7 Annoying habits of highly-defective websites [May 2017 Edition]

It’s been a long-arse time since I’ve written a post like this (try 4.5 years since the last post lol, which had come 2.5 years after the first edition), and so much has changed since then, giving me that much more material to pick apart, so I thought a more current edition of this phenomenon was in order.  As in, I feel like I’ve been amiss.  So, I’ll Get Right On That. 😉

Right On.

Annoying Habit 1 – Masking Sponsored Ads As Legitimate News Stories:

Come on, guys (I’m talking to the admins of the websites that do this).  Camouflaging advertisements in with the news headlines might have worked for a few minutes before everyone realized that they’re not really news stories.  Now everybody’s on to you.  You’re not really reporting on a new law that every driver in Texas should be aware of; you’re selling auto insurance.  You’re not fixing to discuss a healthcare breakthrough; you’re hocking yet one more mediocre weight-loss product, like every other schmuck in America.  Which, by the way, if it really works, would we not be noticing a downward trend in obesity rates, instead of watching in amazement as they reach record proportions?  Just saying.

Annoying Habit 2 – Putting These Ad-Based Links (or Any Other Unrelated Content) Before the Main Article:

As if the ads-camouflaged-as-genuine-articles trickery wasn’t pathetic enough, it’s a real confusing and annoying issue when I click on a link to something I want to read, and it’s preceded by anywhere from five to ten links to unrelated content (or worse, more ad-stories), thus shoving the main content (the material I actually wanted to read) off my screen, requiring me to scroll fairly far down in order to even see it.

Annoying Habit 3 – Requiring Flash or JavaScript, Especially When It’s Not Necessary:

Yeah, I get it.  JavaScript gives us the wooey special effects of fading in and out that 21st-century websites love to wow us with; Flash gives us streaming audio and video.  Some would argue that these are non-negotiable elements of websites in the 2010s Post-Information-Superhighway Era.

But JavaScript also allows for tracking us around the web, web analytics that even some website admins don’t have access to (because they’re not paying (LOTS of) extra money for the service from their provider), and “personalization” that as far as I know, we (the users) never asked for and probably couldn’t recognize, define, or appreciate enough to make it worthwhile for the user.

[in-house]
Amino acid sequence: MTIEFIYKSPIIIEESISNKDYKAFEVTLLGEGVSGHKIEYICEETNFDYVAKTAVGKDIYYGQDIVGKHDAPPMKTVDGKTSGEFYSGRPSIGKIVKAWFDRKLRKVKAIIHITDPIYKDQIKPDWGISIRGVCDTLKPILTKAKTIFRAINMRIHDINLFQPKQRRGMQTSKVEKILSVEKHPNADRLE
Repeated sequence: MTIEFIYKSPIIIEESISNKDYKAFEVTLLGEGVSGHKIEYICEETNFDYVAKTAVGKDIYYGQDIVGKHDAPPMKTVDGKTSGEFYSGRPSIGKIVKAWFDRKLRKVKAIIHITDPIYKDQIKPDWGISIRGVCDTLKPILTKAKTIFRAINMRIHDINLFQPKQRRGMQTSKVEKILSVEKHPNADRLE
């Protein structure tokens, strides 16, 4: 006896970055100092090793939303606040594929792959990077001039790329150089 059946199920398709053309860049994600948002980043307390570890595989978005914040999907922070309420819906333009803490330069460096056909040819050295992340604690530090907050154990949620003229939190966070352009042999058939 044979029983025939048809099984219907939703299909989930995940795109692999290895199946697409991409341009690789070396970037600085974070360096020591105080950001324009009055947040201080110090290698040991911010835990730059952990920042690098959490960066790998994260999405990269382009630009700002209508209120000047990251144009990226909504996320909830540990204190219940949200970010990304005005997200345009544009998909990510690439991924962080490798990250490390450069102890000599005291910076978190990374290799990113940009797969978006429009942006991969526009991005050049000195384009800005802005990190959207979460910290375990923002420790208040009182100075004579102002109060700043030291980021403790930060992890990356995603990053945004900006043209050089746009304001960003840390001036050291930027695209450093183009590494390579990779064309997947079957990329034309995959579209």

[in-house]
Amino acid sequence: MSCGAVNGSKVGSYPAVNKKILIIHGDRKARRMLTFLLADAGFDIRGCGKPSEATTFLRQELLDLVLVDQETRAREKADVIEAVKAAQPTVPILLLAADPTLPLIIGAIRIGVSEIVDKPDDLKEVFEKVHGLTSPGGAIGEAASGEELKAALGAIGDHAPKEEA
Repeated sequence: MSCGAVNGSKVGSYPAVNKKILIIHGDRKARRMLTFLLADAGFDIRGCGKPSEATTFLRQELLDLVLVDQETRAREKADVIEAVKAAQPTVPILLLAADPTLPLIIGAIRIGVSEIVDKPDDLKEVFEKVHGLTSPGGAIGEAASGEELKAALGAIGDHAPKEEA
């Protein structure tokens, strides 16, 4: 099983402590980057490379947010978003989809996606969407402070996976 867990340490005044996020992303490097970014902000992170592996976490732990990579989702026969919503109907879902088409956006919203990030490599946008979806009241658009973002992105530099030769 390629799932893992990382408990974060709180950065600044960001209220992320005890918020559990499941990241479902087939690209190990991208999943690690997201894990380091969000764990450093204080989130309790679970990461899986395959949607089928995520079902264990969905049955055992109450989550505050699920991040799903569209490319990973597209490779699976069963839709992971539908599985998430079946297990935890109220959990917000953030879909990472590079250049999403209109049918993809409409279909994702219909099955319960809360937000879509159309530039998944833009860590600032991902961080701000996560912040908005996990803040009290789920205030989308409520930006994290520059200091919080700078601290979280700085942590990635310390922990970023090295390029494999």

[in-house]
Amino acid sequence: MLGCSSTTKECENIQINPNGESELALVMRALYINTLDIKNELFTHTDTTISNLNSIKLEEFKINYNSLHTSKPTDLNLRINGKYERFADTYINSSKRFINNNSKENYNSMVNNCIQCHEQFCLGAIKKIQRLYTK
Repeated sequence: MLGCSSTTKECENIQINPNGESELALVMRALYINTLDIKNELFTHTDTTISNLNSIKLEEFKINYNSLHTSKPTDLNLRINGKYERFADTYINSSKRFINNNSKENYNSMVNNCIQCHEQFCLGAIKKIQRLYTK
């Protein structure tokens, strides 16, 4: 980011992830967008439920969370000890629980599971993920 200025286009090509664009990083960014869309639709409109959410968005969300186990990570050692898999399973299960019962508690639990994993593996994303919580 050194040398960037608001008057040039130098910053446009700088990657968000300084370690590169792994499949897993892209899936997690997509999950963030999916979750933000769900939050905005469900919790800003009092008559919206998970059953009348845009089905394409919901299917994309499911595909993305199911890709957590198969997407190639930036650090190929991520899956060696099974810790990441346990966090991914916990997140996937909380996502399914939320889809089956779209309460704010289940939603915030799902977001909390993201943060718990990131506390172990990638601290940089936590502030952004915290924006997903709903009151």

And Flash has a long track-record of security problems, “super-cookies” (my term, as far as I know) that work like “trick candles” on a birthday cake (you think you’ve blown them all out, but they come back and continue burning) that remain on your hard drive, tracking your movies, even after you think you’ve cleared all of your cookies and other tracking data.


I’m not so sure that fading images or animated graphics or the “benefit” of auto-playing some streaming audio or video is really worth that kind of hassle–or worse, risk.  It doesn’t exactly make my entire day just to be able to hover my mouse pointer over a block of hyper-linked text and have a little window pop up with more information; if I want more information about that information, I’ll do a hilariously novel thing: I’ll click on it!  Lol.

Annoying Habit 4 – Auto-Playing Audio/Video:

Yeah, speaking of that audio/video auto-play… Thanks, but no thanks.  I’d rather not.  I’d rather be able to call the shots regarding when audible media begin blaring out of my computer speakers or visible media begin playing on my screen.

Because, see, there are certain sights and sounds that I’m sensitive to.  Sometimes this sensitivity is emotion-based; I’d rather not see violence or injury or anything sad having to do with animals or innocent people.  If it’s supposed to be funny, then I might consider clicking on it (on a good day), but I need to be mentally prepared first.  And these clips don’t come with content warnings.  There might be advisories for mundane elements I don’t care about, like language, nudity, or “adult situations”.  But if the video or audio doesn’t contain any of these elements, everything else is fair game, no advisory required.  But I need these advisories.  And there are some clips I’d rather not see or hear at all, no matter what kind of day I’m having.  I would like to take back control of my own computer and my own internet experience, thanks.

(How to circumvent this as of March 2017, with solutions for all major browsers.)

Annoying Habit 5 – Interference From Images or Ads That Impede My Browsing Experience:

OK, that’s a mouthful.  What do I mean?  I’m talking about the graphics and advertisements that take longer to load than the text-based content of the website itself, causing my screen to jump around as the website proceeds to load.  This happens to me most often on my mobile screen, where mobile site development has outpaced the speeds of browsers and cellular/mobile networks.

I’ll click on a webpage, and it will begin loading.  The text will appear first, which is great, because that’s what I was after in the first place.  Sweet!  I start reading.  Suddenly, my mobile phone screen unexpectedly jumps, skipping up or down (I can’t tell at first) the page, and I lose my place, frantically scrolling up and down to try to find my place again.  I begin to realize that there are pictures and/or ads in places that before had held only text.  I figure out that an image or ad was inserted in between some of the paragraphs of text, or perhaps at the top of the screen.  Fine, carry on.  Except that it happens again, sometimes three, four, or five times on a single website.  Frustrated, I hit the back button on my mobile phone browser and resume my search, for a less-annoying link.

Silly web developers.  Tricks are for kids (not administrators)!  I know that mobile phone internet browsers are oh-so-sophisticated these days, but cellular networks aren’t, and not all of us have unlimited data plans, either.  So quit chewing up our data on crap we’ll never click on (on purpose) anyway, and quit enticing people to leave your sites out of sheer frustration.  K thx.

Annoying Habit 6 – That Nagging “Sign Up Now!” Box That Demands Your Email Address:

It never fails; I’ll click on a really cool-looking link that points to what I hope is an equally-cool website and I barely get through reading the headline before–poof!–the whole screen grays out and a big white box appears, smack in the middle of the page, which “helpfully” suggests that I “sign up now!” for their email “newsletter”, which is more than likely the inadvertent grant of permission to spam me with ads and infomercials three or four times a week.